Teacher shortage in ND
It’s a growing issue in North Dakota.
School districts across the state have had trouble recruiting teachers to fill open spots. As Prairie Public’s Dave Thompson reports, the shortage is statewide.
As the school year approached, the public schools in Ray were scrambling to find teachers.
“We had six positions open this year,” said Arley Larson, the Ray school principal. But he’s not alone.
“A couple of weeks before school started, we were still about 200 teachers short, in both elementary and high school throughout North Dakota," said Aimee Copas, the executive director of the North Dakota Council of Educational Leaders. Her organization represents school administrators and principals. “All the way up until the last days before school started, there were still positions open in some of our hub cities, such as Bismarck, Fargo, West Fargo, Minot – so certainly not just in the northwest.”
Copas says the openings ran the gamut.
“Even in areas we’ve never seen teacher openings before, such as in elementary or in physical education or in the social sciences.”
Larson says he ended up filling the jobs.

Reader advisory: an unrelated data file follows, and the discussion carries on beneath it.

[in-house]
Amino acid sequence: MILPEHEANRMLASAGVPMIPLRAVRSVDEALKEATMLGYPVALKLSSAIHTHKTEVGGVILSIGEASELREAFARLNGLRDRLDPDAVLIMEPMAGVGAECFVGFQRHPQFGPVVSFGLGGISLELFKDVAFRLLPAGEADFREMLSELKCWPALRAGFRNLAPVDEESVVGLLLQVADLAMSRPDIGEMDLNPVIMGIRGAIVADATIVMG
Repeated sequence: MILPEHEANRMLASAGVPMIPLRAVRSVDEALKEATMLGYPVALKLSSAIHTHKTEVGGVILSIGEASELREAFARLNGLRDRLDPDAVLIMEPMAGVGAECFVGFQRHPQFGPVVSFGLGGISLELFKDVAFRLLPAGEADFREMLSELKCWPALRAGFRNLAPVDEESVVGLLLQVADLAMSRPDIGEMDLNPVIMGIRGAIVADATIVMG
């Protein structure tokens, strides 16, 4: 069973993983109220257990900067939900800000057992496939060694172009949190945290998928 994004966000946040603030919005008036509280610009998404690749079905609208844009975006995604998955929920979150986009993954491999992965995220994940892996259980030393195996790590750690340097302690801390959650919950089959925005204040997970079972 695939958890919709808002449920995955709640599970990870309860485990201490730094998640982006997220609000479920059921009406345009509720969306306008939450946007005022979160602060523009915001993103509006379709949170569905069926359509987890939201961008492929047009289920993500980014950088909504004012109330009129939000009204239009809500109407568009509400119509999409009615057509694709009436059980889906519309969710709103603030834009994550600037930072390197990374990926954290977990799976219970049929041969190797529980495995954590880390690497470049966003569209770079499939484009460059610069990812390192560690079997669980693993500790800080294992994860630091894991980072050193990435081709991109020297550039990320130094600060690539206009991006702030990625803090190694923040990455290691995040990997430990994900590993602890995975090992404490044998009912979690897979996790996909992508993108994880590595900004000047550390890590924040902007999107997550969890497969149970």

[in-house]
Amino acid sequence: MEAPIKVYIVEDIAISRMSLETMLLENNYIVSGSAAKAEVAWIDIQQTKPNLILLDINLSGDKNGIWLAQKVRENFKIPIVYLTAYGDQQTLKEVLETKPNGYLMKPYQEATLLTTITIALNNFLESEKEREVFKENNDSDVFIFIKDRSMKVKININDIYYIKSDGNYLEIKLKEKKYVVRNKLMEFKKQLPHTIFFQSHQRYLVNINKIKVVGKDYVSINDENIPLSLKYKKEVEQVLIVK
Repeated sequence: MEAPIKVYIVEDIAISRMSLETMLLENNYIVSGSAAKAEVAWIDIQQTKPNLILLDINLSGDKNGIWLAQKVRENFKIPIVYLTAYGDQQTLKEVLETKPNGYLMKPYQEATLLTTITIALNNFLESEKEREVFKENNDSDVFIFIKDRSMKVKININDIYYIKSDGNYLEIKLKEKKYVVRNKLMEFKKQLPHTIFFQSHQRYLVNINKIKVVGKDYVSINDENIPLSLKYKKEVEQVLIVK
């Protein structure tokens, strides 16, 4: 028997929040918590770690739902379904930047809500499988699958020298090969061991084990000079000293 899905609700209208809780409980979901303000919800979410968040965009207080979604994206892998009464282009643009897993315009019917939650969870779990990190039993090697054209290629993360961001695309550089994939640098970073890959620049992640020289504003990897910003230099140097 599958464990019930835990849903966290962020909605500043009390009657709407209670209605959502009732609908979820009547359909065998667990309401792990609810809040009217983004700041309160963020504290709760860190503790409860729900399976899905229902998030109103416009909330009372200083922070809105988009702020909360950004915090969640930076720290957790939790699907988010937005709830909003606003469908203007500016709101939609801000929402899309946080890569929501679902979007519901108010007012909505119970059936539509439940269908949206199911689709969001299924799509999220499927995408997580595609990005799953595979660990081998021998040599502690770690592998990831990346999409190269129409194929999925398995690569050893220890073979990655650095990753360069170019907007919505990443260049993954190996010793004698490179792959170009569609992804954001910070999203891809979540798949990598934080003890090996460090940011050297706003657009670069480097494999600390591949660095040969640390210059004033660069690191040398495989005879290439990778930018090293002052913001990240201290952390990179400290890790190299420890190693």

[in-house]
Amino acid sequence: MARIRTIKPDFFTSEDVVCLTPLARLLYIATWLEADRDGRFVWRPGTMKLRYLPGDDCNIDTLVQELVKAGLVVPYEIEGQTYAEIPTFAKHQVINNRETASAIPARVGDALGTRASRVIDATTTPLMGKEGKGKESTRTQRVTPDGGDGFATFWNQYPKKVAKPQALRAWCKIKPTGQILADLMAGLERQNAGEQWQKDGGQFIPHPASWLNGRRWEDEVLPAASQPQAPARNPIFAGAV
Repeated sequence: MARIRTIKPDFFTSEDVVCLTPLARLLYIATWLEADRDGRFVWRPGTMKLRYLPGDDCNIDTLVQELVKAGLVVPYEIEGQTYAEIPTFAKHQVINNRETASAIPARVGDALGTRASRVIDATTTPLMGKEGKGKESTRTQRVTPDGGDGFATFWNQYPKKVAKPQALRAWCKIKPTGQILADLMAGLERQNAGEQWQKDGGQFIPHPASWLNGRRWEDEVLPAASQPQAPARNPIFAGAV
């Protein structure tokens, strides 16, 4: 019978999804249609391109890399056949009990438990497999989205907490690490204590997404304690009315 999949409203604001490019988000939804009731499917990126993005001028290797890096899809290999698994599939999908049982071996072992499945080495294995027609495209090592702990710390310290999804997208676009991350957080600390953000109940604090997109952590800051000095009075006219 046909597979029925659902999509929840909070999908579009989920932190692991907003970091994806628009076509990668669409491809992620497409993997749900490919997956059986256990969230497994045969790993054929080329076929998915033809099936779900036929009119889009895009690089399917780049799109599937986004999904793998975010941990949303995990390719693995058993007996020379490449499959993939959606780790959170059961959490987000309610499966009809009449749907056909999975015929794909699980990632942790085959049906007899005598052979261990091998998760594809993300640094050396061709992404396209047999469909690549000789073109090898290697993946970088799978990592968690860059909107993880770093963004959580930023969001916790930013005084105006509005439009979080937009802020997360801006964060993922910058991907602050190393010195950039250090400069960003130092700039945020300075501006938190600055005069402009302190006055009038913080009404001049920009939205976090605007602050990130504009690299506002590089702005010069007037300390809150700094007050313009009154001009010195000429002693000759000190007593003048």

“We hired all six, filled all positions – but they’re all from out of state.”
Janet Welk is the executive director of the state Education Standards and Practices Board.
“In fact, for the last two years I have issued more licenses to people coming into North Dakota than I have graduates of North Dakota institutions,” saud Welk. “With our own graduates, graduating from our educator preparation programs in North Dakota, those numbers have gone down. We aren’t seeing as many people go into education as we used to.”
Before Aimee Copas joined the Council of Educational Leaders, she worked for the North Dakota University System.
“We had a difficult time recruiting the best of the best into the profession of education,” said Copas. “If you’re a 4.0 student that could potentially become an engineer, and make six figures a year, are you going to be an engineer, or are you going to be a $30,000 science teacher?”
Copas says there are students who enter the teaching filed – because they have the passion to teach. But she says the economic realities are sobering.
“The reality is – our students in North Dakota that go to become teachers end up leaving school with a pretty significant student loan debt<" said Copas. "They look at teacher pay that’s sub-par in comparison to sister states around the nation. And they’re living in a state where it’s no secret to anyone here that the cost of living has gotten significantly high.”
Larson says his district upped the ante – in terms of salary and school district-supplied housing -- to try and attract teachers.
“Our starting salary – never having been in the classroom – in the first year, is $43,000, plus another $10,000 for insurance," said Larson. "And we have housing for $700 a month for either some four-plexes or some houses. In this part of the country, that’s very, very cheap – that’s affordable housing.”
Educational leaders say this is an issue they expect will be a significant discussion during the 2015 Legislative session.